A search of the internet suggested my gum dream meant I had something I neded to say, but I couldn't for the life of me figure out what. Until, that is, the death of a beloved dog and a beloved goat within a month of each other snuffed the spark of joy that had tied us to the land since the beginning.

"Don't get scared," I told my husband one evening over dinner. "But I think it's time to move."

So we did. Over the course of three months, we found another plot of land with many more opportunities for both my husband's film-making aspirations and for allowing me to leave the hermit stage of my life behind. We packed up two cats, a wheelbarrow, and two wood stoves. Then we moved north.

Unloading compost from a truck

Our new homestead is smaller and less remote than our old one, and the property taxes are a bit steeper too. I miss my creek, my black-gold garden soil, and the composting toilet that allowed me to do my business while watching phoebes nest in the rafters. But I love the like-minded community and the thought-provoking opportunities in the new location, both of which make it possible to live sustainably without doing everything ourselves.

So did we make a mistake with homestead number one or with homestead number two? I'd say both homesteads have been just what we needed at the time. When I was 25, I had little cash but plenty of desire to immerse myself in self-guided study about wildcrafting and livestock raising and the understanding the earth. Now, at 39, I'm ready to rest on my laurels and spend more energy on the creativity that drove me back to the land in the first place.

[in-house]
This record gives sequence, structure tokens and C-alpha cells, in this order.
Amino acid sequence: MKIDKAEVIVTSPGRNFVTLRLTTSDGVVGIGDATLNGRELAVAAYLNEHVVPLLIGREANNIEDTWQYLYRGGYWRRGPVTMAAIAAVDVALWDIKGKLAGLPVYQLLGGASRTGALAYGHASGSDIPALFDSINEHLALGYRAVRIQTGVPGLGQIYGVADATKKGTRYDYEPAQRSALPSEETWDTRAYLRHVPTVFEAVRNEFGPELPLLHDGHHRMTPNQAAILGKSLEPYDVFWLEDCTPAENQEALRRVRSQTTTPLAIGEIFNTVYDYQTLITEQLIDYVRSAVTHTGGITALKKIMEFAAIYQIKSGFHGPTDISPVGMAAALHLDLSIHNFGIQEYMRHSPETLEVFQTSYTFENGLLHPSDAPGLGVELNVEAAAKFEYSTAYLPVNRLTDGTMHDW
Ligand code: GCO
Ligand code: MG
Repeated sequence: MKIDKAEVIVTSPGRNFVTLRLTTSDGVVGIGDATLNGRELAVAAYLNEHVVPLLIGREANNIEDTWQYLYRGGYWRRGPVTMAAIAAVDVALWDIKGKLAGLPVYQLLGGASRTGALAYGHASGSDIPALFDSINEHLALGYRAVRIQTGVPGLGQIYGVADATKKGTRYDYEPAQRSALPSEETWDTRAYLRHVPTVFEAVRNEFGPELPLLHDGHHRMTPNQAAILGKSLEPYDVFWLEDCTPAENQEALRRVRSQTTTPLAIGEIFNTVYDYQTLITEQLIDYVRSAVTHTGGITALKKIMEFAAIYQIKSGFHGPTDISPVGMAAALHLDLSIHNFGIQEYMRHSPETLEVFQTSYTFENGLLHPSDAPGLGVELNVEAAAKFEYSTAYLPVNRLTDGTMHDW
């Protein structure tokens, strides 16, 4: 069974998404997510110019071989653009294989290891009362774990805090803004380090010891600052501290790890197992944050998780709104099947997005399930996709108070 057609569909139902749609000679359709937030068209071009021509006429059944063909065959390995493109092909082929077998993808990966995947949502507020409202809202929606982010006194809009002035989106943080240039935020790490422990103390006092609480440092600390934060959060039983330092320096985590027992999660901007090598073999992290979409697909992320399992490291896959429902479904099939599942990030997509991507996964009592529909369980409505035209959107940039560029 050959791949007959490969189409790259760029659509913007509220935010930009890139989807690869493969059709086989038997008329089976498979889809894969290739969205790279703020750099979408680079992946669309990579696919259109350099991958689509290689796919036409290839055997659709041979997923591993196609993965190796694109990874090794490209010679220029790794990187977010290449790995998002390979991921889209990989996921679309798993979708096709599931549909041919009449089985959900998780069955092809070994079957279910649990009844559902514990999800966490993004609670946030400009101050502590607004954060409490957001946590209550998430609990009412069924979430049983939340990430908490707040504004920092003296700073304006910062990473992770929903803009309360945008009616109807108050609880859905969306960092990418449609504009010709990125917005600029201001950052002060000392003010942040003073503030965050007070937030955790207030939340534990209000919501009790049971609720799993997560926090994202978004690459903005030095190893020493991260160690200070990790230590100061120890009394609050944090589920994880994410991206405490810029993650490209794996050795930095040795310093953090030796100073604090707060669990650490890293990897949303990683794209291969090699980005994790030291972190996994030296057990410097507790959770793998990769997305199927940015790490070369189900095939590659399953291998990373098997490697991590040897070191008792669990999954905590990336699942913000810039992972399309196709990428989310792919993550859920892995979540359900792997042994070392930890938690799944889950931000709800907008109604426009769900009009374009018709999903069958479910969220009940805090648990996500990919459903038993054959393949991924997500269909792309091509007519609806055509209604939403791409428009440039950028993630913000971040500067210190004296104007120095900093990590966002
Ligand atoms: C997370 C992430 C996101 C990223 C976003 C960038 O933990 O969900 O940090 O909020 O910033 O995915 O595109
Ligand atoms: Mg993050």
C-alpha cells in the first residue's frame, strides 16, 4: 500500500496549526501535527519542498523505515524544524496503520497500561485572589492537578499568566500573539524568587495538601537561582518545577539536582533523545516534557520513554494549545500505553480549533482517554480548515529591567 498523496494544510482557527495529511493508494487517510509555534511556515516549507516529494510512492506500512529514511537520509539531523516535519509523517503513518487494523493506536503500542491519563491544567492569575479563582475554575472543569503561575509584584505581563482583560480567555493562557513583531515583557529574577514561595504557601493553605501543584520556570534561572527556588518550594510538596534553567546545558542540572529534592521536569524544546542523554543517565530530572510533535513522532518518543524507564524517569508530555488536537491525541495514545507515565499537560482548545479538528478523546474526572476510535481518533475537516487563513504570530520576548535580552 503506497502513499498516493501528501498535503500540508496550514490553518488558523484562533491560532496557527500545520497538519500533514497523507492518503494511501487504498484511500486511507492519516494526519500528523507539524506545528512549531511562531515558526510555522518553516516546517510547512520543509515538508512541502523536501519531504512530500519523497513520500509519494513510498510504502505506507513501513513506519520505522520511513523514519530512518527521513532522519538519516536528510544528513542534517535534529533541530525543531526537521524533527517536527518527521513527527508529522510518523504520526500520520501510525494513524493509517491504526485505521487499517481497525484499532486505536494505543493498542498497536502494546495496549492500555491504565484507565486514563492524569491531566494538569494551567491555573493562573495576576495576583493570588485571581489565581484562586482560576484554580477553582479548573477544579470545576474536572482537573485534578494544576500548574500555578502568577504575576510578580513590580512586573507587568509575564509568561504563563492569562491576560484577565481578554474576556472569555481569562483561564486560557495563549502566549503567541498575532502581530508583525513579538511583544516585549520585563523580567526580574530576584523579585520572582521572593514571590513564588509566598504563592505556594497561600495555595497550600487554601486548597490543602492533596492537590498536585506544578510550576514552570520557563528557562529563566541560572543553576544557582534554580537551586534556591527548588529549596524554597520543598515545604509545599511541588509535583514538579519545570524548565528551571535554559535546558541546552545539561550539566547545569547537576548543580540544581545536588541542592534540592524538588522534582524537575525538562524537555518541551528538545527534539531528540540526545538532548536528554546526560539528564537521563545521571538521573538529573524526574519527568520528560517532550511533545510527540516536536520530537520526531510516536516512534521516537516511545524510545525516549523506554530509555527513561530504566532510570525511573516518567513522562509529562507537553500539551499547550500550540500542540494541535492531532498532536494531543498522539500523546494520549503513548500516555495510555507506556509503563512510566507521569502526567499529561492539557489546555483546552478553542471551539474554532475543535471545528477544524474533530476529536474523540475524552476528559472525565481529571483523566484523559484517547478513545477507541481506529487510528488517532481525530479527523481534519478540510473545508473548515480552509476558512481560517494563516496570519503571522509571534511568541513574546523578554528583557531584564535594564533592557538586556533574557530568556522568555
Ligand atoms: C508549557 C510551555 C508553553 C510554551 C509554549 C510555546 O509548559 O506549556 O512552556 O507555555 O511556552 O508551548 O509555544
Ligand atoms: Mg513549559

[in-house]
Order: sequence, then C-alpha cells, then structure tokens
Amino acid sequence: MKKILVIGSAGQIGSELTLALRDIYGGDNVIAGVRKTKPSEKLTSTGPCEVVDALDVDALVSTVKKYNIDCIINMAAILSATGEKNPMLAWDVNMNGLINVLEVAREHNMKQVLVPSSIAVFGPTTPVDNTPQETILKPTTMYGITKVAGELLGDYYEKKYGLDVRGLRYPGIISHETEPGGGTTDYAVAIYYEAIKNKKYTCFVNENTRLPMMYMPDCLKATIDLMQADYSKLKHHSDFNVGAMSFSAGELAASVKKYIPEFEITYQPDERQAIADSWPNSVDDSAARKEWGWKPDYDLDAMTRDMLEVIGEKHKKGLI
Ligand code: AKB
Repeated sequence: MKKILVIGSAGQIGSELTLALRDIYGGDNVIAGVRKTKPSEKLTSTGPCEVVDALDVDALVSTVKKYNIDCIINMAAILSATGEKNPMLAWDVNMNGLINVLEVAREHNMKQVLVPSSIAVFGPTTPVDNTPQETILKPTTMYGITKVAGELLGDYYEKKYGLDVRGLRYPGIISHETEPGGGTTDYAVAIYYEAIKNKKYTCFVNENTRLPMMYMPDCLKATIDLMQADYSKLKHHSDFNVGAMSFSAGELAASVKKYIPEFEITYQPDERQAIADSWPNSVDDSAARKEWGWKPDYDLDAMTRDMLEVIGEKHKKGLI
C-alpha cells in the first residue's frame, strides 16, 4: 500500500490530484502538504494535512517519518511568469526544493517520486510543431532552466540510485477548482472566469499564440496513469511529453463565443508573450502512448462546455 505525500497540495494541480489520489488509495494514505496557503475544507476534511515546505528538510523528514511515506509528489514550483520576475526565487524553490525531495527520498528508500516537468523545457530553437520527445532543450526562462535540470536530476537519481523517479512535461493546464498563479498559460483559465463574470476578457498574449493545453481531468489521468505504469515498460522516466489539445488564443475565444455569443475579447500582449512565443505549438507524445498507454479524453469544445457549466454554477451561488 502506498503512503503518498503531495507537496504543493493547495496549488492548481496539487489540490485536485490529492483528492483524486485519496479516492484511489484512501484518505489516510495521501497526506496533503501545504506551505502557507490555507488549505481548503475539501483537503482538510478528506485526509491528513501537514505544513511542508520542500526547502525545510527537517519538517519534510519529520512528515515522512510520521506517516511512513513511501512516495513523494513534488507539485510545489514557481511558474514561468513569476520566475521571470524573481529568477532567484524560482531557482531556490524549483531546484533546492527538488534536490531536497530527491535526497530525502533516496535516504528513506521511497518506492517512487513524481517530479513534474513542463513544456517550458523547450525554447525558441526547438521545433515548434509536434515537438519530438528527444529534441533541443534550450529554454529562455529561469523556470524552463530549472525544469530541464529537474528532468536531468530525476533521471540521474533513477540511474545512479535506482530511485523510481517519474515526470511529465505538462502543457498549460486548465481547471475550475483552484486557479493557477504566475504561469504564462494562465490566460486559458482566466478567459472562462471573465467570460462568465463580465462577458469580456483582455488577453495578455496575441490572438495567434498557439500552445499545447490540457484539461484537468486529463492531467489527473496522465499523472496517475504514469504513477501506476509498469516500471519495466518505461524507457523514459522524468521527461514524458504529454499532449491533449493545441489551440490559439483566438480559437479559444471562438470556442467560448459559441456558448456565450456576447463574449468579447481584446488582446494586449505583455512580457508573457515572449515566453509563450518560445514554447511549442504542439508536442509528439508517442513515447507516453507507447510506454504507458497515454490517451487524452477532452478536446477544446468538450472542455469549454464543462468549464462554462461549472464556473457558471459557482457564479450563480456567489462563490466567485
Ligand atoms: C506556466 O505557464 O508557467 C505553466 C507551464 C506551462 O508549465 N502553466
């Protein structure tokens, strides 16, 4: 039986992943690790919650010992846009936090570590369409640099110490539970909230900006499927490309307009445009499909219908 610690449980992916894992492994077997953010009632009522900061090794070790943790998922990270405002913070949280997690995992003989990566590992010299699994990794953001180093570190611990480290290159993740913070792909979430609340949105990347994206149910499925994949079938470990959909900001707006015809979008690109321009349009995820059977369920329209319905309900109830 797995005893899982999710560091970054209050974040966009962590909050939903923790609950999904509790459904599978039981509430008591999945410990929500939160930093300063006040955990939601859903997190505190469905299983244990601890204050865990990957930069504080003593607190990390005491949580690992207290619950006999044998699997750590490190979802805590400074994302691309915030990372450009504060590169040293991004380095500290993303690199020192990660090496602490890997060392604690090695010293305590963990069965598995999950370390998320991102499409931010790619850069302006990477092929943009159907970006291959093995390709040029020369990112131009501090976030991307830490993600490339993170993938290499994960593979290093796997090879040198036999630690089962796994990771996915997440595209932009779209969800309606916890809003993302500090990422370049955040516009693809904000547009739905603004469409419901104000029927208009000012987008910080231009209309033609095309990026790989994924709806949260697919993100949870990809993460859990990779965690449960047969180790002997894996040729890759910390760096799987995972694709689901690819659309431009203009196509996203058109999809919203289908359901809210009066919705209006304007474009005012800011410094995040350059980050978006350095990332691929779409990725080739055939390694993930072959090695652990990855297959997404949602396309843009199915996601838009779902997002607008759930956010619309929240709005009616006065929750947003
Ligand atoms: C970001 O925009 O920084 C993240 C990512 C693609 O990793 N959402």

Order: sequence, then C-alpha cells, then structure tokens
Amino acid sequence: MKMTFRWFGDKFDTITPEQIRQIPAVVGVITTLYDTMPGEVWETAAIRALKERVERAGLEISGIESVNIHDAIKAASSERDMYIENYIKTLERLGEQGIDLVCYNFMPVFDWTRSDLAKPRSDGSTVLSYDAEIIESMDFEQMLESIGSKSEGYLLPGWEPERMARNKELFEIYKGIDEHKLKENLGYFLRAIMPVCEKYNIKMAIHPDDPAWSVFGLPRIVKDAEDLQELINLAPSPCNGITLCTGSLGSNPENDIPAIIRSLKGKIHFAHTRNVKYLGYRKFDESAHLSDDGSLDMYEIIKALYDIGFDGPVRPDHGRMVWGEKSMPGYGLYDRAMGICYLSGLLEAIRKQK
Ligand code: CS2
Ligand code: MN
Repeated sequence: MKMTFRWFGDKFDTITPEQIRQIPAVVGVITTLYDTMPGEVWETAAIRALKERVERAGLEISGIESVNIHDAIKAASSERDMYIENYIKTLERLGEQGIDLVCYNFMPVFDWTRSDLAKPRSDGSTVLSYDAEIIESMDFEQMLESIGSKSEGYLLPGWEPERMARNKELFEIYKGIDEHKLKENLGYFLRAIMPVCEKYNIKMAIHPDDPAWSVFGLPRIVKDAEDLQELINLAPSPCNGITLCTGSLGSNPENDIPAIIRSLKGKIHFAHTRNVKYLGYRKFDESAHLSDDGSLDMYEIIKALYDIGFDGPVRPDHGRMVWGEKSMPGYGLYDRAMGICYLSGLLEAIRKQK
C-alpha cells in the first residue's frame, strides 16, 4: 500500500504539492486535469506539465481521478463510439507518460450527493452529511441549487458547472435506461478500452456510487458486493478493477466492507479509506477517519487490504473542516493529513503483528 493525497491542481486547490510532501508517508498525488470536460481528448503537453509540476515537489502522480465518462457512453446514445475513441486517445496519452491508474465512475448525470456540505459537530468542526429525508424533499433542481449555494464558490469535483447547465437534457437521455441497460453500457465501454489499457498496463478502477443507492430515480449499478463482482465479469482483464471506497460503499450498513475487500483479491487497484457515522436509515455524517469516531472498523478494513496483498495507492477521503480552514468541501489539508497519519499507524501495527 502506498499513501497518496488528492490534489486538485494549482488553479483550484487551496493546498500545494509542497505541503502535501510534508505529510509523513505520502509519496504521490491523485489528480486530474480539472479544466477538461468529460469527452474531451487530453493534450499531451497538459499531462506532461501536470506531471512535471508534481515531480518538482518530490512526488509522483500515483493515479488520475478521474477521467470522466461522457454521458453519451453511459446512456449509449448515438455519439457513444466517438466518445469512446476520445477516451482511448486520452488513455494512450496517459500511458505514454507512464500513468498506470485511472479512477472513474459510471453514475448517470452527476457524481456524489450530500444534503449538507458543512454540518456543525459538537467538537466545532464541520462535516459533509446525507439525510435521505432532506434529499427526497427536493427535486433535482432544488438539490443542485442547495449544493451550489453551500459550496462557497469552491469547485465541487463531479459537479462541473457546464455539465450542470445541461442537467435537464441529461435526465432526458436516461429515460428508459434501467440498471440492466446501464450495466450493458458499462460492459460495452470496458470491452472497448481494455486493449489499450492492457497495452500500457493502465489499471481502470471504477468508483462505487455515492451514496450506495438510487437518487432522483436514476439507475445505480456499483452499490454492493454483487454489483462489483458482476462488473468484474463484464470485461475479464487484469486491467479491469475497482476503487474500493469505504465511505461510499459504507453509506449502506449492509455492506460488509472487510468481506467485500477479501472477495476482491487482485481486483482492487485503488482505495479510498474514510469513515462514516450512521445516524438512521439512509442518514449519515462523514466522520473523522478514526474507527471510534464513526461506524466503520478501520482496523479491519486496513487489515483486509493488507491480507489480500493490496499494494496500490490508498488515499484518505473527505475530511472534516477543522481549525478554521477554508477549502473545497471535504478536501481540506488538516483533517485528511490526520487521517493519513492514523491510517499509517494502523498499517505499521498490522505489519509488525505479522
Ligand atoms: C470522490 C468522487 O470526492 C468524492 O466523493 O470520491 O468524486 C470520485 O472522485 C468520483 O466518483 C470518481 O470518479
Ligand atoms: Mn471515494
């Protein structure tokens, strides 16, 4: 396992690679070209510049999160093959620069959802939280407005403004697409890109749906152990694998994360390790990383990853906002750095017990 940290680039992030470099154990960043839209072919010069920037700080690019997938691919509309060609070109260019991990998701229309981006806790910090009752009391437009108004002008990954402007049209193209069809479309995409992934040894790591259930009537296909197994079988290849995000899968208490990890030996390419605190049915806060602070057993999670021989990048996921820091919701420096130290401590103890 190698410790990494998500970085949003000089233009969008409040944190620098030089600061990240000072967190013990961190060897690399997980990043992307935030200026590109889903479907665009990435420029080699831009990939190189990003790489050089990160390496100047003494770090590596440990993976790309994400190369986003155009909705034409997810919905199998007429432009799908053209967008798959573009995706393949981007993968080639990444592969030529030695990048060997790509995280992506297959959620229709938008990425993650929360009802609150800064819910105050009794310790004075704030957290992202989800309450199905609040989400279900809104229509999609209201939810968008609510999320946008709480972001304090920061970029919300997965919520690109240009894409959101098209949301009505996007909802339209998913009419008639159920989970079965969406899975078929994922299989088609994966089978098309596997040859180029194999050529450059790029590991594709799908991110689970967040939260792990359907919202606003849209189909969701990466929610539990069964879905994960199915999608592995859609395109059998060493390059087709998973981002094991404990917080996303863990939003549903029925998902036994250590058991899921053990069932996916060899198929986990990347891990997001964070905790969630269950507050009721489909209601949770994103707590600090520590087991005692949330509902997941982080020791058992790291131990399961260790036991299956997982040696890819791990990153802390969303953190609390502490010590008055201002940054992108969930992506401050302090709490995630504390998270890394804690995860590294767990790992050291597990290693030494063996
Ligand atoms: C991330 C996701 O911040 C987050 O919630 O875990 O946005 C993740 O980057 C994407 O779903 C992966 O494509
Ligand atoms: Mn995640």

Which isn't to say I'm letting the land lie fallow around me. Instead, we're starting a new garden, are plotting out rainwater capture, and are harvesting ramps and mushrooms out of the woods. After all, the homesteading bug is no passing fancy. You just have to be willing to go with the flow and let shocking changes enfold you on the path to following your dreams.

Anna Hess and Mark Hamilton's starter homestead is now on the market. Perhaps you're the right person to make the fruits and berries, goat pastures, and huge barn of homestead 1.0 your new home?

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Raising Nigerian Dwarf Goats Podcast

goatThe National Center for Appropriate Technology (NCAT) has created a new podcast to guide farmers through the process of raising Nigerian Dwarf Goats. NCAT Livestock Specialist Linda Coffey has paired with Tessa McCormick, who currently cares for and farms over 50 Nigerian Dwarf Goats, to give listeners advice on buying and raising Nigerian Dwarf Goats.

Tessa and her husband, Scott, share their story of how they came to be dairy goat farmers. By sharing their own personal journey to becoming dairy goat farmers, they offer listeners advice on how to get their own farms started and how to make sure they are getting their goatherds from the right places.